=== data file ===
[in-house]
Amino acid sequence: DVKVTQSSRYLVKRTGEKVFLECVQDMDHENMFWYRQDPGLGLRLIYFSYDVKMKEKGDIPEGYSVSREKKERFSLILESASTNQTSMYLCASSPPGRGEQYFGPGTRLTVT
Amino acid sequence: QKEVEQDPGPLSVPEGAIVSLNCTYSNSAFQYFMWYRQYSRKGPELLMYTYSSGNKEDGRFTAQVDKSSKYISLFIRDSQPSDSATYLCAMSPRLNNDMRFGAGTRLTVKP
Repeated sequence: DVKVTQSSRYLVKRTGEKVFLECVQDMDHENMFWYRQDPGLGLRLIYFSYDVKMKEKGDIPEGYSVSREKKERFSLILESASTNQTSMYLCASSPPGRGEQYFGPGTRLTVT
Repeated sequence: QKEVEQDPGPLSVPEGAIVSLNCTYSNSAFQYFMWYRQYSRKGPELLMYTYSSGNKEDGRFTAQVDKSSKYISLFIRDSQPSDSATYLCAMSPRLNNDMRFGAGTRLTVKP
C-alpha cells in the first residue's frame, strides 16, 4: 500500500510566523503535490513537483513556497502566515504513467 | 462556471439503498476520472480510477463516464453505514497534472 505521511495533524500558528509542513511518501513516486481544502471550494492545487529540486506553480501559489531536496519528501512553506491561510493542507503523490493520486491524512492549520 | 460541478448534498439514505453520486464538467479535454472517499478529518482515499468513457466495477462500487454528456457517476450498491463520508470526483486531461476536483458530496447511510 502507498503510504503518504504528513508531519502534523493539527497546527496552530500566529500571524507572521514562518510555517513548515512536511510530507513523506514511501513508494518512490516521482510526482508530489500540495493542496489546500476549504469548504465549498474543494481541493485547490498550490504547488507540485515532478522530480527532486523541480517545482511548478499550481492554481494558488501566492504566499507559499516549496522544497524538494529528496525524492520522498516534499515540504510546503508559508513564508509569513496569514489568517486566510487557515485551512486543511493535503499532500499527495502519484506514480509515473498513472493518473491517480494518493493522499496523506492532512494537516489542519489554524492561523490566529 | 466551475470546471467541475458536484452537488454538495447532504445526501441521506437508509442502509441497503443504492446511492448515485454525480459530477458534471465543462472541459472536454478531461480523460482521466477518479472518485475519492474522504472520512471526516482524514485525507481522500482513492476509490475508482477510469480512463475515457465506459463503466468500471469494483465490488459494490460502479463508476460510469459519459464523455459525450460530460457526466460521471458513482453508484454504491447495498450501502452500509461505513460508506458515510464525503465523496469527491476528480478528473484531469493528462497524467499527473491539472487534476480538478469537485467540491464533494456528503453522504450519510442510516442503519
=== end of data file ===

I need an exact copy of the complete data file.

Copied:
[in-house]
Amino acid sequence: DVKVTQSSRYLVKRTGEKVFLECVQDMDHENMFWYRQDPGLGLRLIYFSYDVKMKEKGDIPEGYSVSREKKERFSLILESASTNQTSMYLCASSPPGRGEQYFGPGTRLTVT
Amino acid sequence: QKEVEQDPGPLSVPEGAIVSLNCTYSNSAFQYFMWYRQYSRKGPELLMYTYSSGNKEDGRFTAQVDKSSKYISLFIRDSQPSDSATYLCAMSPRLNNDMRFGAGTRLTVKP
Repeated sequence: DVKVTQSSRYLVKRTGEKVFLECVQDMDHENMFWYRQDPGLGLRLIYFSYDVKMKEKGDIPEGYSVSREKKERFSLILESASTNQTSMYLCASSPPGRGEQYFGPGTRLTVT
Repeated sequence: QKEVEQDPGPLSVPEGAIVSLNCTYSNSAFQYFMWYRQYSRKGPELLMYTYSSGNKEDGRFTAQVDKSSKYISLFIRDSQPSDSATYLCAMSPRLNNDMRFGAGTRLTVKP
C-alpha cells in the first residue's frame, strides 16, 4: 500500500510566523503535490513537483513556497502566515504513467 | 462556471439503498476520472480510477463516464453505514497534472 505521511495533524500558528509542513511518501513516486481544502471550494492545487529540486506553480501559489531536496519528501512553506491561510493542507503523490493520486491524512492549520 | 460541478448534498439514505453520486464538467479535454472517499478529518482515499468513457466495477462500487454528456457517476450498491463520508470526483486531461476536483458530496447511510 502507498503510504503518504504528513508531519502534523493539527497546527496552530500566529500571524507572521514562518510555517513548515512536511510530507513523506514511501513508494518512490516521482510526482508530489500540495493542496489546500476549504469548504465549498474543494481541493485547490498550490504547488507540485515532478522530480527532486523541480517545482511548478499550481492554481494558488501566492504566499507559499516549496522544497524538494529528496525524492520522498516534499515540504510546503508559508513564508509569513496569514489568517486566510487557515485551512486543511493535503499532500499527495502519484506514480509515473498513472493518473491517480494518493493522499496523506492532512494537516489542519489554524492561523490566529 | 466551475470546471467541475458536484452537488454538495447532504445526501441521506437508509442502509441497503443504492446511492448515485454525480459530477458534471465543462472541459472536454478531461480523460482521466477518479472518485475519492474522504472520512471526516482524514485525507481522500482513492476509490475508482477510469480512463475515457465506459463503466468500471469494483465490488459494490460502479463508476460510469459519459464523455459525450460530460457526466460521471458513482453508484454504491447495498450501502452500509461505513460508506458515510464525503465523496469527491476528480478528473484531469493528462497524467499527473491539472487534476480538478469537485467540491464533494456528503453522504450519510442510516442503519